There are other effects of overconfidence on the investment of a business organization. It always ensures that managers are optimistic about the kind of investment they make thus giving the managers confidence to go on with their investment portfolio. It therefore prevents managers from trying a new investment portfolio. Because of overestimation, confidence managers can overvalue future investment thus over borrow money or increase the cost of financing the project (Van den Steen, 2011). This is because overestimation of the value of the firm make the investment project be seen as very risky thus making financial institutions to charge extra cost on the cost of finance. As a result, a business organization with overconfidence CEOs must have great investment-cash flow sensitivity because they always predict that the firm is investing in a costly and riskier investment project. At the same time, because Apple Inc has confident CEO who has mis-calibrated beliefs, it is able to take greater capital expenditure.
On the contrary, there are other adverse effects of having overconfidence managers in the organisation. They are usually likely to provide optimistically biased forecasts because they over believe in their ability and knowledge. They are always associated with a higher probability of earnings management and financial frauds. These managers usually do not prefer using external sources of finance and therefore issue less equity to the general public.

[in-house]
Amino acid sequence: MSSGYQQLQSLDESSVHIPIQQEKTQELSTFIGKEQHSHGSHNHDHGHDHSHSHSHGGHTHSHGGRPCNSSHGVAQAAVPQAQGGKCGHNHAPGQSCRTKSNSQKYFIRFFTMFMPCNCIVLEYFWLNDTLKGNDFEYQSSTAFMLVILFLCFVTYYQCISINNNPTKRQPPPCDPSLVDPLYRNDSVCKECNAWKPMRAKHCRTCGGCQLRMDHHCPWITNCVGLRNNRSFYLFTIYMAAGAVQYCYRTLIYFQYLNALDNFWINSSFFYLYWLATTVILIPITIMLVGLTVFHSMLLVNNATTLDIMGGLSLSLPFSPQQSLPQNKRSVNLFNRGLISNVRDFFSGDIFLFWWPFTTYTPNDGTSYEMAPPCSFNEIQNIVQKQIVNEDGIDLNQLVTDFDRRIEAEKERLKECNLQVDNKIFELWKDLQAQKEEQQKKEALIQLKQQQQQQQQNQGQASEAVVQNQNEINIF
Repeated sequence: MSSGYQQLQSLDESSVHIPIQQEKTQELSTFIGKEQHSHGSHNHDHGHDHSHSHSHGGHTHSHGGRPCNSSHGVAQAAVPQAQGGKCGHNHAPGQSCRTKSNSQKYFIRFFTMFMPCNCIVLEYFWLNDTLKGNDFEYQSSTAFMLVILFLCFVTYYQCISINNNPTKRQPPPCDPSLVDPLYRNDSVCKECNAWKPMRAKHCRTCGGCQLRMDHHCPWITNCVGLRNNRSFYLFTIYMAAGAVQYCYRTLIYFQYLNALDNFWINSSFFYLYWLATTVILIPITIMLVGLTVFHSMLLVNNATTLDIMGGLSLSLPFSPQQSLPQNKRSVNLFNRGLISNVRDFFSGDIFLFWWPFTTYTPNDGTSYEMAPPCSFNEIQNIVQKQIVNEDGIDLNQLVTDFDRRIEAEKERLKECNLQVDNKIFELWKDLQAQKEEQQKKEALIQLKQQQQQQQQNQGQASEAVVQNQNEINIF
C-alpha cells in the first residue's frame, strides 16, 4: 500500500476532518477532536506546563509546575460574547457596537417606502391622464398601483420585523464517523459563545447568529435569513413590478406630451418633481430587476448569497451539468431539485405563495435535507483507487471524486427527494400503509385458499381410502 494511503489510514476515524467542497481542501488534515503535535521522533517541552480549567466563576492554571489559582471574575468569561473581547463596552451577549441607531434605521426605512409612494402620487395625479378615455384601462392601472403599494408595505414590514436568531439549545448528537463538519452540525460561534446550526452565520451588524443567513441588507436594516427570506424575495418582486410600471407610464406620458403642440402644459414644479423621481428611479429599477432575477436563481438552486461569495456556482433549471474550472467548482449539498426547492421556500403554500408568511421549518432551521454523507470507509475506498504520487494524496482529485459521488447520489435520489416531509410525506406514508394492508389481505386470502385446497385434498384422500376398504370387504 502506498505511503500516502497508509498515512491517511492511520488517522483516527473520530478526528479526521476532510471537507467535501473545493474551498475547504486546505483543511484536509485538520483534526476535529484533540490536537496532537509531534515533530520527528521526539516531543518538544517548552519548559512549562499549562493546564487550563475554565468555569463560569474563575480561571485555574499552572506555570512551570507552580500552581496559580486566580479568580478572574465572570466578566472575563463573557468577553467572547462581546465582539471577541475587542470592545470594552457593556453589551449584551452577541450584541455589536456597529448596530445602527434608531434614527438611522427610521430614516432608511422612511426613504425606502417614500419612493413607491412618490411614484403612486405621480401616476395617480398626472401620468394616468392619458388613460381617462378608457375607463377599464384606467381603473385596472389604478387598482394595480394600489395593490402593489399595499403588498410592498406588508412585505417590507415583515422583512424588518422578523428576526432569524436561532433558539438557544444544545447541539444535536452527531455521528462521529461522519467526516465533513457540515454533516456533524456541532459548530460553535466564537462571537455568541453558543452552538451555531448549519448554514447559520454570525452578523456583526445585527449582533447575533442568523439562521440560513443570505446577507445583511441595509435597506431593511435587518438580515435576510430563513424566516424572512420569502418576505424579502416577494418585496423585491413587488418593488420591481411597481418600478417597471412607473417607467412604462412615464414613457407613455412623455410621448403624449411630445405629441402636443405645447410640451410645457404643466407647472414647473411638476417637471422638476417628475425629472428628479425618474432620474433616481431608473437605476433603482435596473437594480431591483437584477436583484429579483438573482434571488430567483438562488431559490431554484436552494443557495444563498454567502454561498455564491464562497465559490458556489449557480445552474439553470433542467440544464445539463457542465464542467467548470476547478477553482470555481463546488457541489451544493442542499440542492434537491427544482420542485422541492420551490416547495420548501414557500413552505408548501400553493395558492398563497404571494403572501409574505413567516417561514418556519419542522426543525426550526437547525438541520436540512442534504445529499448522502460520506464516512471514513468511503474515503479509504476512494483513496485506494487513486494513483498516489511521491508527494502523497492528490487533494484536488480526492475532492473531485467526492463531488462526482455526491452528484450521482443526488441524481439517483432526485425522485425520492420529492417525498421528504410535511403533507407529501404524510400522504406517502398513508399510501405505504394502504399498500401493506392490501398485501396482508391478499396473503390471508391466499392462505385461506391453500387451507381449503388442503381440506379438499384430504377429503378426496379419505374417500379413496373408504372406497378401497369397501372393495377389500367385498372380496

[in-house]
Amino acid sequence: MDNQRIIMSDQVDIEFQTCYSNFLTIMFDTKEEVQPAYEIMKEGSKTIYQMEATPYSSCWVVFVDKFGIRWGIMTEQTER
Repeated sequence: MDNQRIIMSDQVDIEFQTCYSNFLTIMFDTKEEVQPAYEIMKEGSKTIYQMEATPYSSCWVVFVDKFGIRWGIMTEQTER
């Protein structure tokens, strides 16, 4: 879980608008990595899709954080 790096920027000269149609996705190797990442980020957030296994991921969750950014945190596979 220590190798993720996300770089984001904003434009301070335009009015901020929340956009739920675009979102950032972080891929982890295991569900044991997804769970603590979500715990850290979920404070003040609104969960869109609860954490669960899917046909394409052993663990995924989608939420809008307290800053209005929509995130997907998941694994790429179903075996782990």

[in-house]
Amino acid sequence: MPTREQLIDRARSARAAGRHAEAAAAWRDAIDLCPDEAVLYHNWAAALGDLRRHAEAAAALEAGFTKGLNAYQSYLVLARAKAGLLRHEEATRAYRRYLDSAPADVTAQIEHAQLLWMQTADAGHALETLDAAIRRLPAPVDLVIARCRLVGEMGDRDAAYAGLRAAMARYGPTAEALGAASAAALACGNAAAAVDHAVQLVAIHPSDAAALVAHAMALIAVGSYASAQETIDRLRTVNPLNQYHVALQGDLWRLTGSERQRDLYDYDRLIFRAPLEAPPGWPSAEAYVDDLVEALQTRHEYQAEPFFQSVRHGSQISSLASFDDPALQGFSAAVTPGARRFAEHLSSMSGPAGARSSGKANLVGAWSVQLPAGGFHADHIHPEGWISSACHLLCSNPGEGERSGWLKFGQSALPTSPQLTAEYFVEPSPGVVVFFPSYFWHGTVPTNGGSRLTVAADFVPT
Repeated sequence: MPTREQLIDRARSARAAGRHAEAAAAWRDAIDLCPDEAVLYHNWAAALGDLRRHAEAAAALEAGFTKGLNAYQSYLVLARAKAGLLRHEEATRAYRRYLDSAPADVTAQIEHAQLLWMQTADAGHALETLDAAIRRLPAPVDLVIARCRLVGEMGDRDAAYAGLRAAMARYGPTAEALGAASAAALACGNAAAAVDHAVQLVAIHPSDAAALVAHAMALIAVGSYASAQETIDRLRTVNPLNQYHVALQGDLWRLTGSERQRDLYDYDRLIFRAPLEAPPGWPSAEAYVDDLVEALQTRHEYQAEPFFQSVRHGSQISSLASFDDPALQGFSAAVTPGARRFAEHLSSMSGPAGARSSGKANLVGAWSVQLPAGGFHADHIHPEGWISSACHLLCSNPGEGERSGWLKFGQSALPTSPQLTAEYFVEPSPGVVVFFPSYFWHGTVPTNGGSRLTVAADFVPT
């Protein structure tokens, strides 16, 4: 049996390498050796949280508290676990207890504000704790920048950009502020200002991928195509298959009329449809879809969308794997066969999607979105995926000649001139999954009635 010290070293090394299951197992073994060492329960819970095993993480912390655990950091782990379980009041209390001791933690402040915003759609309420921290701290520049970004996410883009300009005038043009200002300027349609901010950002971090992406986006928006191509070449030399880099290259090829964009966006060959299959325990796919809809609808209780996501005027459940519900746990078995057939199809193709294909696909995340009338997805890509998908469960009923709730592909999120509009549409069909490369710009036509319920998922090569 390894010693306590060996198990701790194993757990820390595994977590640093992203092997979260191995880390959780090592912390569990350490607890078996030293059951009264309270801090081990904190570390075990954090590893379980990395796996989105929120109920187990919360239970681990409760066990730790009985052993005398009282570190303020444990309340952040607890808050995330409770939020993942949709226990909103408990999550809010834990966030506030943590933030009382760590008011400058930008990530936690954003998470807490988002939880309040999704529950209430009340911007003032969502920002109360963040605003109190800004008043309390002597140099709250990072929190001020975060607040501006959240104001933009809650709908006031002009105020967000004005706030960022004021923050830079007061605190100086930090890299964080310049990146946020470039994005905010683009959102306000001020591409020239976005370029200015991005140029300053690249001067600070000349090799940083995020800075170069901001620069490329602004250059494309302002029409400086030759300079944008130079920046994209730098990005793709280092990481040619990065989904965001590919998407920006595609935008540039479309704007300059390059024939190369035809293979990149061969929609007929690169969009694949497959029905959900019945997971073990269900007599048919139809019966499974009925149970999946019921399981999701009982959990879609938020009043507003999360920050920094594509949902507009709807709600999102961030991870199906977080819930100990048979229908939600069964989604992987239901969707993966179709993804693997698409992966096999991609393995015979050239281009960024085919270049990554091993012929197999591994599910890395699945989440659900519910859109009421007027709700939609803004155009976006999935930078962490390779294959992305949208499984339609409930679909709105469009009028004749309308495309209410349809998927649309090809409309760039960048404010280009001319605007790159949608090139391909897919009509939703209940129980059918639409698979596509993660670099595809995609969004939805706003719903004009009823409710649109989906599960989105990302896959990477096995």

The essential qualities of overconfidence are that they are great innovators, they are mostly linked with acquisition. They always believe that they can achieve what other managers cannot and this gives them the power to do more (Tenney & Moore, 2015). These managers are mostly risk-averse. They are therefore able to take audacious risks which is more important to the company. Tim Cook as he is an overconfidence manager, he had more adverse effect for external acquisition as compared to internally driven innovation. Tim Cook also can participate in building the company through acquisition because they overvalue their potential to manage a large number of workers than any other person.
Tim Cook as an overconfidence manager does not like investing in external equity capital because they have the belief that market forces set the price of a bond and therefore it is too low, and they are working hard to secure the existing investors from dilution. They therefore first utilise all internal sources of finance and change their investment decision because they can use inner cash flow balance.
Yates, J. F., Price, P. C., Arbor, A., & Li, C. (1996). Right probabilistic forecasters: The "consumer"s' perspective. International Journal of Forecasting, 12(1), 41-56. http://doi.org/10.1016/0169-2070(95)00636-2
Van den Steen, E. (2011). Overconfidence by Bayesian-rational agents. Management Science, 57(5), 884-896. http://doi.org/10.1287/mnsc.1110.1323
Tenney, E. R., Logg, J. M., & Moore, D. A. (2015). (Too) Optimistic about optimism: The belief that confidence improves performance. Journal of Personality and Social Psychology, 108(3), 377-399. http://doi.org/10.1037/pspa0000018